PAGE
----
A file photo of Ed Mangano, right, and Presiding Officer...

A file photo of Ed Mangano, right, and Presiding Officer Peter Schmitt. (April 9, 2011) Credit: Pablo Corradi

Top Nassau elected officials are pressing forward with an untested plan to order concessions from county unions despite existing labor contracts - a proposal labeled by a leading union leader as "the most anti-labor move ever" when it was introduced last fall.

Nassau County Executive Edward Mangano, Presiding Officer Peter Schmitt and County Comptroller George Maragos are expected to announce Thursday that the county legislature will hold hearings on the controversial "Taxpayer Relief Act."

Mangano proposed the act last fall when he was seeking $61 million in union savings. He contends it would allow him to open up existing union contracts and order concessions so long as the county legislature votes him that authority - a strategy doubted by outside experts and branded as unconstitutional by labor leaders.

Schmitt pulled the measure before it came to a vote, saying he wanted to give Mangano more time to negotiate, and proposed an alternative $61 million in budget savings for this year.

Thursday's planned announcement by the Republican elected officials comes a week before a state oversight board's deadline for Nassau to prove that its $2.6-billion budget is balanced. If the county runs a 1 percent deficit, the Nassau Interim Finance Authority can take control of the county's finances and freeze union contracts.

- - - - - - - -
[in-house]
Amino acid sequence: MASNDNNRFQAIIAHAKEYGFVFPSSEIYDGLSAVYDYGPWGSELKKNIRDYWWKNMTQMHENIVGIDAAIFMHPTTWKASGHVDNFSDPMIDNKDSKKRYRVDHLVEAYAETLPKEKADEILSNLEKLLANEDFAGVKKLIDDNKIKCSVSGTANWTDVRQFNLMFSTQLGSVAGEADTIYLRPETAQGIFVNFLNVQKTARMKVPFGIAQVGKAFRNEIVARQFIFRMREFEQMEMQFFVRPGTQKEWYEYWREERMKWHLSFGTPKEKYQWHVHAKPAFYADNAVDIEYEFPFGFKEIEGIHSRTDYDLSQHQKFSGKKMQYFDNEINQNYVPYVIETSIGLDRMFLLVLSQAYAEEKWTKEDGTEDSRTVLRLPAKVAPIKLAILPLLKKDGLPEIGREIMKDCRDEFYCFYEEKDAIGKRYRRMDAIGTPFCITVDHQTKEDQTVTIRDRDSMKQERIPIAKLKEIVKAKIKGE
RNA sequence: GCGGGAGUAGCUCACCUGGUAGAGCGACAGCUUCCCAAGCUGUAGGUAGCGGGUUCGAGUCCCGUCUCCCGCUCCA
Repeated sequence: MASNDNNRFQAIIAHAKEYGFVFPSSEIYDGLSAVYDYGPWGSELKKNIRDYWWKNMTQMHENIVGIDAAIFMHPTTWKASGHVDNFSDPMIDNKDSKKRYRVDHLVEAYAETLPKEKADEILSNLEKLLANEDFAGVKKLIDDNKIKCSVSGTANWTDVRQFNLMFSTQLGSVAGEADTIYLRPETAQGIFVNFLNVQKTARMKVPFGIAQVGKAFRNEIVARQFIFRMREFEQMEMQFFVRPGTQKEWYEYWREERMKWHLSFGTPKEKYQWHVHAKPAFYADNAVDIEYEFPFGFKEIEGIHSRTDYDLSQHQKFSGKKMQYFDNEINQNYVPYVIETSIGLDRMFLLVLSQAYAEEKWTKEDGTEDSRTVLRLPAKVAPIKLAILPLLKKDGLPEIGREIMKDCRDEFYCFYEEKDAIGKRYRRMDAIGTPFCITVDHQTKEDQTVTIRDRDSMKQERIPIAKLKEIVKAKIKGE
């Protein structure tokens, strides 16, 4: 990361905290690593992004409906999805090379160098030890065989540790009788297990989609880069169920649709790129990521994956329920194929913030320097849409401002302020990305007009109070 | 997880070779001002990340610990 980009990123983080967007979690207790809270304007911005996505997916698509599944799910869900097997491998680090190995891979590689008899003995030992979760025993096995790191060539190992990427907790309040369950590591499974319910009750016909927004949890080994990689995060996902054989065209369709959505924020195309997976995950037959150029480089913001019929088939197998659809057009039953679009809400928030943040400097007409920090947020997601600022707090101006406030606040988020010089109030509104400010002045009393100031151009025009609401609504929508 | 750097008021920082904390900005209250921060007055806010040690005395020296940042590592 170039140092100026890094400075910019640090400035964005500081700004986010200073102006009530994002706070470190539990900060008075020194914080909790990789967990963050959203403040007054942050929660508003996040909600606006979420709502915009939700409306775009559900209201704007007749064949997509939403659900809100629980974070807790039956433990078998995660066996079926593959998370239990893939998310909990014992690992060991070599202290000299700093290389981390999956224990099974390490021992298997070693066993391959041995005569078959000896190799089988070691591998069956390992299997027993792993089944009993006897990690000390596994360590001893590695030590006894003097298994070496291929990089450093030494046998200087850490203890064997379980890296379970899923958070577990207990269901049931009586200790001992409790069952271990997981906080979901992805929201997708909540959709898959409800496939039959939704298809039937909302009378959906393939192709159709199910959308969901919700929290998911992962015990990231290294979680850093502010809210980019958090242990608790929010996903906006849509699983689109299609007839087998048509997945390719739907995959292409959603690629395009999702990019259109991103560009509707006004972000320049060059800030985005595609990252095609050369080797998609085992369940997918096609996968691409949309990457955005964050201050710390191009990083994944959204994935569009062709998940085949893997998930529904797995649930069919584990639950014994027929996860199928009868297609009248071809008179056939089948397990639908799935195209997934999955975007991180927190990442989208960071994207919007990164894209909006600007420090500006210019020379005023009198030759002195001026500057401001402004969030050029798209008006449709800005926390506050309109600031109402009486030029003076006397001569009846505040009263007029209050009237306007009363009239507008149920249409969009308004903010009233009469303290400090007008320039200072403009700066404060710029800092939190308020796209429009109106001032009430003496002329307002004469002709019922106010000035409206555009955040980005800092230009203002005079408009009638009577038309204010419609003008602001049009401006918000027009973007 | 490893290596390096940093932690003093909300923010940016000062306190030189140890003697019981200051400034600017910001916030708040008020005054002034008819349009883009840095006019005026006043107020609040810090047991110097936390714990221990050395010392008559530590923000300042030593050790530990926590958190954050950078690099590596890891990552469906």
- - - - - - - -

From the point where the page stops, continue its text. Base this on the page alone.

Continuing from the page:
With a takeover looming, Police Benevolent Association president James Carver has said his members will make no further givebacks this year without NIFA approval. Gary Learned, president of the Superior Officers Association, agreed.

Mangano and Schmitt cited those comments as the reason they are pressing forward with the controversial law.

"I've been clear," Mangano said. "If the voluntary negotiations are not going forward, the legislature would need to pass the act."

He said this year's budget is balanced, but labor concessions are needed in 2012 and beyond. If those savings are not realized, he promised layoffs next year.

Jerry Laricchiuta, president of the Civil Service Employees Association, said, "I have a deal ready to go. I would ink it tomorrow if they could tell me that NIFA would stay out of here."

Carver said Wednesday that Mangano "should be focusing on the 2011 budget and making sure it passes NIFA's test [rather] than worrying about the 2012 budget."

Schmitt said the committee hearings will determine the contract costs. "If that means acting on the taxpayer relief act, I will put it on for action," he said.

Schmitt had pulled the proposal after an Oct. 6 public hearing at which Carver called the measure "the most anti-labor move ever." Learned said he had been contacted by union leaders across the nation wanting to fight it.

Now, Republicans would have to pass a law guaranteed to anger the politically powerful unions in a re-election year.

Schmitt insisted he wasn't playing chicken with the unions.

"Name one of my legislators who needed police union support to win election," Schmitt said. "Who runs this county, the elected officials or the unions?"

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